What is fundamentally wrong with data centers of the past is it was an exercise in consensus decision making to gain enough votes of confidence to move forward with a major capital investment. The Real Estate and IT group would go around to all the different business units and other parts of the company to collect the requirements, and alternatives would be presented. Here is how much it will cost to meet the needs of the business for the next 15 years.
This method was fine when Data Centers were a fraction of the IT costs. Now with the web and surge of data, it is reasonable for the top financials to have 50k - 100k of servers. Some of these servers need to meet regulatory requirements from dozens of gov't agencies. Some of these servers have minimal regulatory issues and can be spread around in low cost data centers. Google, Amazon, Facebook, and Microsoft are building some of the lowest cost data centers that are tuned to their high server counts with geo-redundant homogenous architectures. Google has 5 data centers support a major geographic region for ad services where 24x7x365 services are requirement. In contrast the gov't financial regulators will require an A + B data center and disaster recovery site strategy within a specific distance of Manhattan. These requirements push the costs of data centers to be one of the highest costing in the industry as Active-Active fail over with full capability to run services if the other goes down.
With todays current financial climate, it is time for a change.
And one of the first financials to make the change is Goldman Sachs. Don Duet is quoted in the press release.
"Their innovative technology and services will allow Goldman Sachs to scale its data center operations more efficiently, and further advance the firm's broader commitment to environmental stewardship and reduced carbon footprint."
The three points that GS focuses on are part of a green data center strategy.
1) Efficient operations
2) Commitment to environmental stewardship
3) Reduced Carbon footprint
The money savings isn't mentioned by Don in the quote, but it is highlighted as a feature of a data center 2.0 strategy
In addition to greater operating and capital expense savings
Add all these things up and one way to look at GS's strategy is to gain the capabilities that Google, Facebook, Amazon, and Microsoft have to design data centers that meet their business needs in a way that data centers capacity can be deployed yearly vs. the past where data centers were built every 3-5 years.
The WSJ highlighted the GS announcement as part of a post here.
Data- and technology-driven organizations like Goldman Sachs are particularly vulnerable to the pace of technological change, because the huge investments they make today could cripple them tomorrow. Whatever competitive advantage they may have earned today can be swept away in the next tide of change, particularly if their hardware investments prevent them from reacting in an agile manner. That’s why Don Duet, the global co-chief operating officer of Goldman’s technology division, is building modular data centers that depend more on software than hardware, so that his team can react to “the pace of technological change,” he said during a phone conversation Monday.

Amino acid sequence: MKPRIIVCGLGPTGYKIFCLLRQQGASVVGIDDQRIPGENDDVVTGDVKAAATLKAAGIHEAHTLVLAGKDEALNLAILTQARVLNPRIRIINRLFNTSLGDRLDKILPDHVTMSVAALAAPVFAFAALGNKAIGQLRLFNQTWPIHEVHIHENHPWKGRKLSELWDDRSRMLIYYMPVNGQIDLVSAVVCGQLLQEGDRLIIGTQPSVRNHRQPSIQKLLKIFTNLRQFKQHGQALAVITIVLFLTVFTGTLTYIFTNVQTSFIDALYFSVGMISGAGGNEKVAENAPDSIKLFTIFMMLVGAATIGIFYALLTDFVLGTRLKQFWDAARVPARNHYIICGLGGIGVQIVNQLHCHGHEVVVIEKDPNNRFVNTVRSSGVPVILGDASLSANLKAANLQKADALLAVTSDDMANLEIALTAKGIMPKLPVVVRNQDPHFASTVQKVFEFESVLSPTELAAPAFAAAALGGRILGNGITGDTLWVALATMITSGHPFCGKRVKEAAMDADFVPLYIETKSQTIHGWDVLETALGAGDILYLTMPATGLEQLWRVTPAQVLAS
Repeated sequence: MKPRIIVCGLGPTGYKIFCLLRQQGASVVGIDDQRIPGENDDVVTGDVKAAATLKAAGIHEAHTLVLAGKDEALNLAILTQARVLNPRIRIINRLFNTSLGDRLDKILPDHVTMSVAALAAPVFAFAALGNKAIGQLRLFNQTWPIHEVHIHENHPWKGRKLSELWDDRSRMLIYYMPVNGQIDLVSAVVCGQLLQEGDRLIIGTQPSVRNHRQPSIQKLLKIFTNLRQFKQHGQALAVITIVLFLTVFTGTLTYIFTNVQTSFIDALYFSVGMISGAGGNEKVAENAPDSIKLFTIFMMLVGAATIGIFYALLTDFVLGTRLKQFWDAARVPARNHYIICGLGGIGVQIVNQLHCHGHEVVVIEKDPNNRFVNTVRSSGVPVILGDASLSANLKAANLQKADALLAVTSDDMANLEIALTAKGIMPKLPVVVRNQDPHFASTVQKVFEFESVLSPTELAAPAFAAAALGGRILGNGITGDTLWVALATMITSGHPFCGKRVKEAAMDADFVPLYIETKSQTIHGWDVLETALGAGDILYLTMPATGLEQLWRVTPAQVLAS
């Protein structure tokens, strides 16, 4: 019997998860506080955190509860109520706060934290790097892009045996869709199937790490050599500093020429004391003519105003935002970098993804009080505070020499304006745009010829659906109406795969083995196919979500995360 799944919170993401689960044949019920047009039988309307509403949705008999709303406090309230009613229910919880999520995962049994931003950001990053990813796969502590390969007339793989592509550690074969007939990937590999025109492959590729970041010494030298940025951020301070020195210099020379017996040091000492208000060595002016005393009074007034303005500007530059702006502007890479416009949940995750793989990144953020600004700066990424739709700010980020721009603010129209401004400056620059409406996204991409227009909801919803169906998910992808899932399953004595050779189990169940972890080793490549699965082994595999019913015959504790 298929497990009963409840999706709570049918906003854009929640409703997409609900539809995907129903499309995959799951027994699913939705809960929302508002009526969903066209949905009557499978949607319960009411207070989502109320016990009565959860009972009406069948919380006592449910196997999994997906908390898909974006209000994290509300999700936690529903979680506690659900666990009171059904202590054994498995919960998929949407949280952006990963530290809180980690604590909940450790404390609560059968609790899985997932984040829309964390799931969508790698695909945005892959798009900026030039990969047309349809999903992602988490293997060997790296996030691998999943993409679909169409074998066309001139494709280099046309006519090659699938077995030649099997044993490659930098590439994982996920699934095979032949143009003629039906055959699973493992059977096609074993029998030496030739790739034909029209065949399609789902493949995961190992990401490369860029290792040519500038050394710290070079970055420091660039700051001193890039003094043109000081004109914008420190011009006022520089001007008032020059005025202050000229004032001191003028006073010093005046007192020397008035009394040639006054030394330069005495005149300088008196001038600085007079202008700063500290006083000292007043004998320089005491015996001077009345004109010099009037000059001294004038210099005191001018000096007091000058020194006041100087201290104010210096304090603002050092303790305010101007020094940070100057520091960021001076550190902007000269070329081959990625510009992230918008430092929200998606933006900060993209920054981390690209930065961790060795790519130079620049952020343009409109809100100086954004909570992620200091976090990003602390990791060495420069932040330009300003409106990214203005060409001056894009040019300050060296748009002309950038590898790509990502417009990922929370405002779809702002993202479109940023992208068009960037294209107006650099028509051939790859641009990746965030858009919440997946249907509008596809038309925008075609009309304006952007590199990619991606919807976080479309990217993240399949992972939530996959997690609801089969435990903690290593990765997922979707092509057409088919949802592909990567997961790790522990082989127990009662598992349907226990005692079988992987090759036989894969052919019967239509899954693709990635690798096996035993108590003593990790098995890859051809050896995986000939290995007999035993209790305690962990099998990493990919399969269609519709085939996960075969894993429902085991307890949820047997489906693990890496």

WSJ also reported on Allianz Global Investors questioning its data center strategy.
The economic crisis in Europe is forcing Allianz Global Investors of America to reconsider its data center consolidation strategy. Daniel Stroot, CIO of Allianz, says the company considered opening two data centers in Europe and two in Asia, in addition to the two it maintains in the U.S., but is now planning to add just one more. “We had planned to have two in each region but now we’re thinking maybe we only need three globally,” Stroot told CIO Journal in an interview. “The crisis in Europe has continued to force us to look at being more efficient.”
At this point, the company no longer owns its own data centers, having in 2011 consolidated five data centers down to two private clouds operated by data center service provider IO. The original reasons for consolidation were as much circumstantial as a reaction to other changes in technology, namely software-as-a-service. The company was moving two of its offices into new buildings in New York and San Francisco that either wouldn’t support a data center, or where running a data center represented too great a cost from a power and cooling perspective. The new offices were “the trigger event to rethink what we’re doing and get out of the business” of maintaining data centers in-house, Stroot said.